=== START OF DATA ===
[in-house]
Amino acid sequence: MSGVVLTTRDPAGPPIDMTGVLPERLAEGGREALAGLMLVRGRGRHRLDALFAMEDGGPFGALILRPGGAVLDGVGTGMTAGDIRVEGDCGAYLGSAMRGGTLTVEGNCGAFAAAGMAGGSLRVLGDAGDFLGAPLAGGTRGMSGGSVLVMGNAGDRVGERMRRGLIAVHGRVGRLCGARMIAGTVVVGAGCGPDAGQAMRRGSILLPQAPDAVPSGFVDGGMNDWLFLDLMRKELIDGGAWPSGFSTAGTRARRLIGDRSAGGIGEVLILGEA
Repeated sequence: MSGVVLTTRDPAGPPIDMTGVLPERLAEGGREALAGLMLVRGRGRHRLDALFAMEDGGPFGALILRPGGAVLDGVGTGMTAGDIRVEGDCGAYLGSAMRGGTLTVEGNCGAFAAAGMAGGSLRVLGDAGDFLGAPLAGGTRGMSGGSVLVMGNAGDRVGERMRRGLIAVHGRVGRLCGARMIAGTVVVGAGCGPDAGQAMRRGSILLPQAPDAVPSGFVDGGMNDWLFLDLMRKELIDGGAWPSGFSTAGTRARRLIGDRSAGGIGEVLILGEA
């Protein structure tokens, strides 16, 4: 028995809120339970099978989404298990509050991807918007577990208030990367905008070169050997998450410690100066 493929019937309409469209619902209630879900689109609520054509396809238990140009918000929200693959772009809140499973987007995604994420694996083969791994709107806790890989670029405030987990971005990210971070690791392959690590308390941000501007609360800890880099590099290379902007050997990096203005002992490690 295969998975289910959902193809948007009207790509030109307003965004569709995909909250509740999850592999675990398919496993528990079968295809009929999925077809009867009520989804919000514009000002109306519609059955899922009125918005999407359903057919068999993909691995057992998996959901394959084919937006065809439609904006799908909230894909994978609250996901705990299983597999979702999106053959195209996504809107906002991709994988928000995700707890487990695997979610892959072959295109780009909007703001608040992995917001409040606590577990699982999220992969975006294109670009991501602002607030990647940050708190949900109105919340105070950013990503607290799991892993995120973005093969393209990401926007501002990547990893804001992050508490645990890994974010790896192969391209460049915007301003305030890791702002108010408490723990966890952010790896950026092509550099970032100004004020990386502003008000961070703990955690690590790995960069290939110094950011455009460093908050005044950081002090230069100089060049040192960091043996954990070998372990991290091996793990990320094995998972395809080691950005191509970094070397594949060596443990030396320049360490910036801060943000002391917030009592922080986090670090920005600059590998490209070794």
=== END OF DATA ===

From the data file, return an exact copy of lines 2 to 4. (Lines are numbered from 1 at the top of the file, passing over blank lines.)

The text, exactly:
Amino acid sequence: MSGVVLTTRDPAGPPIDMTGVLPERLAEGGREALAGLMLVRGRGRHRLDALFAMEDGGPFGALILRPGGAVLDGVGTGMTAGDIRVEGDCGAYLGSAMRGGTLTVEGNCGAFAAAGMAGGSLRVLGDAGDFLGAPLAGGTRGMSGGSVLVMGNAGDRVGERMRRGLIAVHGRVGRLCGARMIAGTVVVGAGCGPDAGQAMRRGSILLPQAPDAVPSGFVDGGMNDWLFLDLMRKELIDGGAWPSGFSTAGTRARRLIGDRSAGGIGEVLILGEA
Repeated sequence: MSGVVLTTRDPAGPPIDMTGVLPERLAEGGREALAGLMLVRGRGRHRLDALFAMEDGGPFGALILRPGGAVLDGVGTGMTAGDIRVEGDCGAYLGSAMRGGTLTVEGNCGAFAAAGMAGGSLRVLGDAGDFLGAPLAGGTRGMSGGSVLVMGNAGDRVGERMRRGLIAVHGRVGRLCGARMIAGTVVVGAGCGPDAGQAMRRGSILLPQAPDAVPSGFVDGGMNDWLFLDLMRKELIDGGAWPSGFSTAGTRARRLIGDRSAGGIGEVLILGEA
């Protein structure tokens, strides 16, 4: 028995809120339970099978989404298990509050991807918007577990208030990367905008070169050997998450410690100066 493929019937309409469209619902209630879900689109609520054509396809238990140009918000929200693959772009809140499973987007995604994420694996083969791994709107806790890989670029405030987990971005990210971070690791392959690590308390941000501007609360800890880099590099290379902007050997990096203005002992490690 295969998975289910959902193809948007009207790509030109307003965004569709995909909250509740999850592999675990398919496993528990079968295809009929999925077809009867009520989804919000514009000002109306519609059955899922009125918005999407359903057919068999993909691995057992998996959901394959084919937006065809439609904006799908909230894909994978609250996901705990299983597999979702999106053959195209996504809107906002991709994988928000995700707890487990695997979610892959072959295109780009909007703001608040992995917001409040606590577990699982999220992969975006294109670009991501602002607030990647940050708190949900109105919340105070950013990503607290799991892993995120973005093969393209990401926007501002990547990893804001992050508490645990890994974010790896192969391209460049915007301003305030890791702002108010408490723990966890952010790896950026092509550099970032100004004020990386502003008000961070703990955690690590790995960069290939110094950011455009460093908050005044950081002090230069100089060049040192960091043996954990070998372990991290091996793990990320094995998972395809080691950005191509970094070397594949060596443990030396320049360490910036801060943000002391917030009592922080986090670090920005600059590998490209070794």